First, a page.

13 August 2012

Diseases of Civilization - The Inuit

Vilhjalmur Stefansson (November 3, 1879 - August 26, 1962) - Harvard anthropologist, Arctic explorer, spent 10 years among the Inuit of northern Canada and Alaska eating nothing but meat. The Inuit diet consisted of caribou, seal, polar bear, rabbits, birds and eggs. In extreme necessity the root of a local plant was consumed as well. The Inuit considered vegetables and fruits "not proper human food".

The Inuit knew the type of food they had to feed their children to develop optimal health. According to Stefansson the head and the tail of the fish were "saved for the children". The fat behind the eyes of the fish is very high in vitamins. In summer, the Inuit made a lot of effort to dry the fish eggs for later use (for pregnant women and children). All these foods were high in fat and rich in vitamins, especially A and D, required to build healthy bones (healthy teeth and broad jaws).

Today, in our balanced diet, we cut out the fat and keep the "muscle" meat. For the Inuit the fattest parts were the most valuable dietary items.

According to Stefansson, the Inuit were vigorous and in perfect health. (Here, more about Stefansson's experience among the Inuit.)

Here is how Weston Price describe the Inuit:
"The eggs of the salmon are dried and stored as an important item of nutrition for both children and adults. They are also used to increase the fertility of the women. From a chemical standpoint they are one of the most nutritious foods I have found anywhere." 
"The food of [the Inuit] in their native state includes caribou, ground nuts which are gathered by mice and stored in caches, kelp which is gathered in season and stored for winter use, berries including cranberries which are preserved by freezing, blossoms of flowers preserved in seal oil, sorrel grass preserved in seal oil, and quantities of frozen fish. Another important food factor consists of the organs of the large animals of the sea, including certain layers of the skin of one of the species of whale, which has been found to be very high in vitamin C."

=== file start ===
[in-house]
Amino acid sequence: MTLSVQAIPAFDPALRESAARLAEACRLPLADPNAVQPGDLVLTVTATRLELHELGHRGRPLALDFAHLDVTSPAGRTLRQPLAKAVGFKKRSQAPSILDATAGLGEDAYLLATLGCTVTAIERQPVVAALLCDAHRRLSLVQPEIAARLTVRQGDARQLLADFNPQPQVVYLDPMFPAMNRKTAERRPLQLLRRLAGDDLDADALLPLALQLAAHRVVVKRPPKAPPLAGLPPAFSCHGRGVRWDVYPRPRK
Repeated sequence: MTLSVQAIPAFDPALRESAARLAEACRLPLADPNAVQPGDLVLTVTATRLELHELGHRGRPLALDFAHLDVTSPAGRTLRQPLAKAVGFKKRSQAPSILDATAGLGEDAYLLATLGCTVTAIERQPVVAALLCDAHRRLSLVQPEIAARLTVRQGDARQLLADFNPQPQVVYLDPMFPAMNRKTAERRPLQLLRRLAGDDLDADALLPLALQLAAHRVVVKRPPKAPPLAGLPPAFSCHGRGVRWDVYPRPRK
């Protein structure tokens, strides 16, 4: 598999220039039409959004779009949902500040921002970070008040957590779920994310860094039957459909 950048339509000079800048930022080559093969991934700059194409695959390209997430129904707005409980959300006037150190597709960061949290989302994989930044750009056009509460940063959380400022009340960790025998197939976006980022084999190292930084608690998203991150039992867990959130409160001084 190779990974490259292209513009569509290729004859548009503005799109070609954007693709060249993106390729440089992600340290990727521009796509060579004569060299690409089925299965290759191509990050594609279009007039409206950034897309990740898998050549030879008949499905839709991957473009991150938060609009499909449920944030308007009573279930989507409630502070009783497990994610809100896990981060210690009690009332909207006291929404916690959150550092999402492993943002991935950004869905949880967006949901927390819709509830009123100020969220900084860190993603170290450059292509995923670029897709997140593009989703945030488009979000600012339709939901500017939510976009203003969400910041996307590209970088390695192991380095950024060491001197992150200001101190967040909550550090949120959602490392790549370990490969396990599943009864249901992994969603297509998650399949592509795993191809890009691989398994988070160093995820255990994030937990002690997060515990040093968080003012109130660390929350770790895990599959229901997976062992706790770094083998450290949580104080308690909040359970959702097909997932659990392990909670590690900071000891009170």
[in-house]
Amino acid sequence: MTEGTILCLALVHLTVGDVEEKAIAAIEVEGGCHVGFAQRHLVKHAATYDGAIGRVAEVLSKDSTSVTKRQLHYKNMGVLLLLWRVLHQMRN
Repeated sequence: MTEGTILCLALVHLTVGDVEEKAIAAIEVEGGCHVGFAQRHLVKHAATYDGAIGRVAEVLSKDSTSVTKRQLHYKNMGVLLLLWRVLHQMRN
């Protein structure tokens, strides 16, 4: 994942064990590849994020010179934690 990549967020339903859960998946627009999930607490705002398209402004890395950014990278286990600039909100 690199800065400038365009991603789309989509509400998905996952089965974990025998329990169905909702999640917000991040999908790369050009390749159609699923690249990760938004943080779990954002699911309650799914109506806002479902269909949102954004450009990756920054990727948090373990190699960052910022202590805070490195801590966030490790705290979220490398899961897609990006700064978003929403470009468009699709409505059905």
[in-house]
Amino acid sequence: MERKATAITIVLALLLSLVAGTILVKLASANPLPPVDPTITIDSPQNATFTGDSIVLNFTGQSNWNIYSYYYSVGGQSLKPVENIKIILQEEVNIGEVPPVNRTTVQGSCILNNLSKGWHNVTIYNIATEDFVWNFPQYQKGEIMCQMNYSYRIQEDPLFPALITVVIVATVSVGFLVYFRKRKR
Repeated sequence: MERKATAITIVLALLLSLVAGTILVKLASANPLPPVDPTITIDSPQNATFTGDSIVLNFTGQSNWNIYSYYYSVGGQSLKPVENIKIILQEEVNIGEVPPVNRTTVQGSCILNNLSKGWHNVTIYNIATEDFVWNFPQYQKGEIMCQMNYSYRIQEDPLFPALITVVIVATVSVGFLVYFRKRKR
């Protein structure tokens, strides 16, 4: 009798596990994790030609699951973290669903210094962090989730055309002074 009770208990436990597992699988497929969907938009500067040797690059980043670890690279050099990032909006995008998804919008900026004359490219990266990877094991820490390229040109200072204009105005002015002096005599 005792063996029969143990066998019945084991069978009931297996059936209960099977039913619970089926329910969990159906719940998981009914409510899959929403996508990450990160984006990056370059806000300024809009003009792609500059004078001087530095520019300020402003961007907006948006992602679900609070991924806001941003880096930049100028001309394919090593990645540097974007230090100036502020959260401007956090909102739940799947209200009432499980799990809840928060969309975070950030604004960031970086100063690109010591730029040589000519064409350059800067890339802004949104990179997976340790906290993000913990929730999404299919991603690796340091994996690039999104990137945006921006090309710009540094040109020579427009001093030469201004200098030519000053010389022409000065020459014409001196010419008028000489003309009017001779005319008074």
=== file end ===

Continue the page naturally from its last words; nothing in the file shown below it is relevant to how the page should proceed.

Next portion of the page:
"The [Inuit] thrived as long as he was not blighted by the touch of modern civilization."  
"In his primitive state [the Inuit] has provided an example of physical excellence and dental perfection such as has seldom been excelled by any race in the past or present." 
"It is a sad commentary that with the coming of the white man the [Inuit] and Indians are rapidly reduced both in numbers and physical excellence by the white man's diseases."

We can see clearly, that here again the Inuit's health declined shortly after western food was introduced. Over the last century we can observe the increasing cases of chronic diseases among this population:

  • 1936, Canadian Medical Association Journal: "In the Western Arctic Dr Urquhart has as yet not met a single case of cancer in the seven years of his practice."

  • Similar observations came from Dr Samuel Hutton (he was treating local population in Labrador from 1902 to 1913): "Some diseases common in Europe have not come under my notice during a prolonged and careful survey of the health of the [Inuit]. Of these diseases the most striking is cancer. I have not seen or heard of a case of malignant new growth in an [Inuit]."

  • As the Inuit replaced their traditional food with western food, their immunity dimished. In 1984 Dr Hildes and Dr Schaefer noted: "The most frequent tumours in the most recent period studied were lung, cervical and colorectal cancers. Breast cancer [...] rates in the longer-acculturated Inuit of Alaska and Greenland have approached those prevailing in modern Western women."

A balanced diet, essential for good health, defined by conventional wisdom, is a varied diet, rich in fruits and vegetables, some carbohydrates and lean meat (low in fat).

But "if the Inuit could thrive in the harshest of environments without eating carbohydrates and whatever nutrients exist in fruits and vegetables, they, by definition, were consuming a balanced, healthy diet." (Gary Taubes)

About vitamin and mineral deficiencies, more here.

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